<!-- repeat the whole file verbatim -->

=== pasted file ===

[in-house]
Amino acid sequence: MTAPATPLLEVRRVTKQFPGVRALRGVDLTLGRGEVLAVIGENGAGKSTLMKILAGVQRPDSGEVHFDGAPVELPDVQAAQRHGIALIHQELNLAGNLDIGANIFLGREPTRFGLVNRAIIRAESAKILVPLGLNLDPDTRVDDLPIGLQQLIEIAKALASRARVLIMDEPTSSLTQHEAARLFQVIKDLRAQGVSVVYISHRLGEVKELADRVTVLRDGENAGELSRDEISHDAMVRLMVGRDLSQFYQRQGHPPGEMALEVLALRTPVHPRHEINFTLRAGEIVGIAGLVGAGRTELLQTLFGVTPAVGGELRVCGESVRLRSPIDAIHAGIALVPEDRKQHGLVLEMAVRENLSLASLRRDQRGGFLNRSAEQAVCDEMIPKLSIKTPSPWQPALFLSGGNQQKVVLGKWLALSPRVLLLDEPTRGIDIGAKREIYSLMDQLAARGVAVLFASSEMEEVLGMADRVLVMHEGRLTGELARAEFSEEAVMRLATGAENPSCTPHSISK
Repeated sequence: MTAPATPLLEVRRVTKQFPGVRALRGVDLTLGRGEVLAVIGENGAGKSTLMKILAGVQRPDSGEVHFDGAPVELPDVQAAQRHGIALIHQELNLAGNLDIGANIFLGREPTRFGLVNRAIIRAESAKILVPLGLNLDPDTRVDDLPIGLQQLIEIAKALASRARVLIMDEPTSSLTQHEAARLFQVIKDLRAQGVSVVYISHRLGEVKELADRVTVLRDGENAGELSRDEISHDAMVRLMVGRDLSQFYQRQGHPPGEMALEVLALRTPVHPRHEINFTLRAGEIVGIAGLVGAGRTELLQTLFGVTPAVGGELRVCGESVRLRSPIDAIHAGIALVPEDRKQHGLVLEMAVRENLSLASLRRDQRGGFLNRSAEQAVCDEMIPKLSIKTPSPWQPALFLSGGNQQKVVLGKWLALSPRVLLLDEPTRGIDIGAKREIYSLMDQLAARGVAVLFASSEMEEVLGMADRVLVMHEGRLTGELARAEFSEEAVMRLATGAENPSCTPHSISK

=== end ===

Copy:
[in-house]
Amino acid sequence: MTAPATPLLEVRRVTKQFPGVRALRGVDLTLGRGEVLAVIGENGAGKSTLMKILAGVQRPDSGEVHFDGAPVELPDVQAAQRHGIALIHQELNLAGNLDIGANIFLGREPTRFGLVNRAIIRAESAKILVPLGLNLDPDTRVDDLPIGLQQLIEIAKALASRARVLIMDEPTSSLTQHEAARLFQVIKDLRAQGVSVVYISHRLGEVKELADRVTVLRDGENAGELSRDEISHDAMVRLMVGRDLSQFYQRQGHPPGEMALEVLALRTPVHPRHEINFTLRAGEIVGIAGLVGAGRTELLQTLFGVTPAVGGELRVCGESVRLRSPIDAIHAGIALVPEDRKQHGLVLEMAVRENLSLASLRRDQRGGFLNRSAEQAVCDEMIPKLSIKTPSPWQPALFLSGGNQQKVVLGKWLALSPRVLLLDEPTRGIDIGAKREIYSLMDQLAARGVAVLFASSEMEEVLGMADRVLVMHEGRLTGELARAEFSEEAVMRLATGAENPSCTPHSISK
Repeated sequence: MTAPATPLLEVRRVTKQFPGVRALRGVDLTLGRGEVLAVIGENGAGKSTLMKILAGVQRPDSGEVHFDGAPVELPDVQAAQRHGIALIHQELNLAGNLDIGANIFLGREPTRFGLVNRAIIRAESAKILVPLGLNLDPDTRVDDLPIGLQQLIEIAKALASRARVLIMDEPTSSLTQHEAARLFQVIKDLRAQGVSVVYISHRLGEVKELADRVTVLRDGENAGELSRDEISHDAMVRLMVGRDLSQFYQRQGHPPGEMALEVLALRTPVHPRHEINFTLRAGEIVGIAGLVGAGRTELLQTLFGVTPAVGGELRVCGESVRLRSPIDAIHAGIALVPEDRKQHGLVLEMAVRENLSLASLRRDQRGGFLNRSAEQAVCDEMIPKLSIKTPSPWQPALFLSGGNQQKVVLGKWLALSPRVLLLDEPTRGIDIGAKREIYSLMDQLAARGVAVLFASSEMEEVLGMADRVLVMHEGRLTGELARAEFSEEAVMRLATGAENPSCTPHSISK